Both the planned orders are placed at the start of the month, since standard configuration in the case of monthly lot size, allows the planned orders to be placed at the start of the month.

With the last planned order of 30 units, the available stock increases to 210 units, which would be consumed in the month of September, leaving an available stock of 10 units.

Point 4: With an available stock of 10 units and with an in-hand demand of 200 units still to be satisfied for the month of October, the system creates one planned order of 95 units (leaving an available stock of 105 units) and one more planned order of 95 units, thus satisfy the total demand of September (leaving the available stock at the end of September as zero).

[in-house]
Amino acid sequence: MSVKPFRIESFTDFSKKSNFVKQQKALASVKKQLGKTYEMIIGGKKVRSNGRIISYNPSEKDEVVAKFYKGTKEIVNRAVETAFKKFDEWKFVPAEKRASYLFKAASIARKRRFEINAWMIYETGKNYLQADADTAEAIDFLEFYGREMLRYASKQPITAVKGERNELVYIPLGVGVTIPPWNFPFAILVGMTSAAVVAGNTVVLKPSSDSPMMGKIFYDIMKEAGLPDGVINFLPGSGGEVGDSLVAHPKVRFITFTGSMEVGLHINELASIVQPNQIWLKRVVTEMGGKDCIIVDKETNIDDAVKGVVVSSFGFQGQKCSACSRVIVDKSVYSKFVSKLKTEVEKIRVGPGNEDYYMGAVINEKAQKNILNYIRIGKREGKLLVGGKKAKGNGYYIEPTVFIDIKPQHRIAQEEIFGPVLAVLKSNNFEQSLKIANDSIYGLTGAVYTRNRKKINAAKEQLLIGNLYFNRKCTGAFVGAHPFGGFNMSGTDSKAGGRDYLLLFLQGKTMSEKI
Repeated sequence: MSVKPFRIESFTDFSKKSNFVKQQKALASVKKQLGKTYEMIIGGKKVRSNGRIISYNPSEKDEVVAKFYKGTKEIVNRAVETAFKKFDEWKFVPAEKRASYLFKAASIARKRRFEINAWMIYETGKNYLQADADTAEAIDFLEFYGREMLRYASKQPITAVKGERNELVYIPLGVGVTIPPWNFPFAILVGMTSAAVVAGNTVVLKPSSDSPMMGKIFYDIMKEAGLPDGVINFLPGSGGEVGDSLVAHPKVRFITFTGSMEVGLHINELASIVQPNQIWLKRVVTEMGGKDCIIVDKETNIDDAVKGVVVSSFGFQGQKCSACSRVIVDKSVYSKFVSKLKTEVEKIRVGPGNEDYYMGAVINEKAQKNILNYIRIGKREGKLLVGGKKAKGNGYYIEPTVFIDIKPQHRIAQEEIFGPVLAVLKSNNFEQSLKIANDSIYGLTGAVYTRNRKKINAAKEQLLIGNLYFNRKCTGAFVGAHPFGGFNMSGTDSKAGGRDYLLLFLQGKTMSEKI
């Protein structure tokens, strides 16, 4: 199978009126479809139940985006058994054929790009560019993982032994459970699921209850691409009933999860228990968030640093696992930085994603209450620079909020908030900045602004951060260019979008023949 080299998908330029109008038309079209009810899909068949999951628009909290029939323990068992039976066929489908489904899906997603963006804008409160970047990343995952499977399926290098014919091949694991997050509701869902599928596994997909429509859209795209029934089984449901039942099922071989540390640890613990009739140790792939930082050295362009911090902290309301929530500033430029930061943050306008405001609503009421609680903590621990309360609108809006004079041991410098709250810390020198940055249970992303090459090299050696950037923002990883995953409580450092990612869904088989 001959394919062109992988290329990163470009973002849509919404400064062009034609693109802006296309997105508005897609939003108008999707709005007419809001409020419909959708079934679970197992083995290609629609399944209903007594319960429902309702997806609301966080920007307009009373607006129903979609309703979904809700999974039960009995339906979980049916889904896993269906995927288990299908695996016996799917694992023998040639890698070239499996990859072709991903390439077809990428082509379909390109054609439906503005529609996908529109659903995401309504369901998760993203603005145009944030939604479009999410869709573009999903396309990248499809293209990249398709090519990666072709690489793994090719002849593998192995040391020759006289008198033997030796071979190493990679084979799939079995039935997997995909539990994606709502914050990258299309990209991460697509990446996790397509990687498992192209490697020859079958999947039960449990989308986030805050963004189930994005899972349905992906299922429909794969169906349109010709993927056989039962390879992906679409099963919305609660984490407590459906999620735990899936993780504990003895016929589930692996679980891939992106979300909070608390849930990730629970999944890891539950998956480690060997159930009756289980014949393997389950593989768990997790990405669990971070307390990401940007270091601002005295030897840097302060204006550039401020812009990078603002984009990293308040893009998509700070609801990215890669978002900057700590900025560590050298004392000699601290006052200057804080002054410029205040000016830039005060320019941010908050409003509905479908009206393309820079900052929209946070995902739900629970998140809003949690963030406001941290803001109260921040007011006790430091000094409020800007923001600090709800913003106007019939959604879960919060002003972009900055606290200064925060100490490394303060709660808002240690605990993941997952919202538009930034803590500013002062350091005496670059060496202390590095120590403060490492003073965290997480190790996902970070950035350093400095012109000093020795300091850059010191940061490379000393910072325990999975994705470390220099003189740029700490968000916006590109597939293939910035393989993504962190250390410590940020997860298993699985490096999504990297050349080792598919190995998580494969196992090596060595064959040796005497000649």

3rd Example: Simple Made to Order example with MRP Type PD:

Details of the example:

Material – TEST_MATERIAL @ Plant – C002

Lot sizing procedure = EX = Lot of Lot

Min Lot Size = 30

Max Lot Size = 95

Rounding Value = 10

Planning Strategy = 20 = Made to Order

Stage 1 – Stock Requirement list before adding any Customer requirements

a) Stock Requirement List before the MRP Run:

Figure - MRP - Step11.8

Stage 2 – Adding Customer Requirements

a) Stock Requirement list before SAP MRP Run:

Now, we will add customer requirements through a sales order. The Stock requirement list will show the customer requirements. At this point of time, the MRP run has not been carried out.

A Sales order has been added with one line item - 0010005315/000010. The MRP Element “CustSt” shows that for the given sales order line item, there is no stock in inventory. Also note that the free stock is 15 for the product, which is not assigned to any Sales order or customer. The MRP Element “CusOrd” specifies the demand along with the sales order number, the line item number.

It is also important to note that in the case of a made to order, the MRP run never considers the stocks in storage location which are not assigned to this particular sales order line item.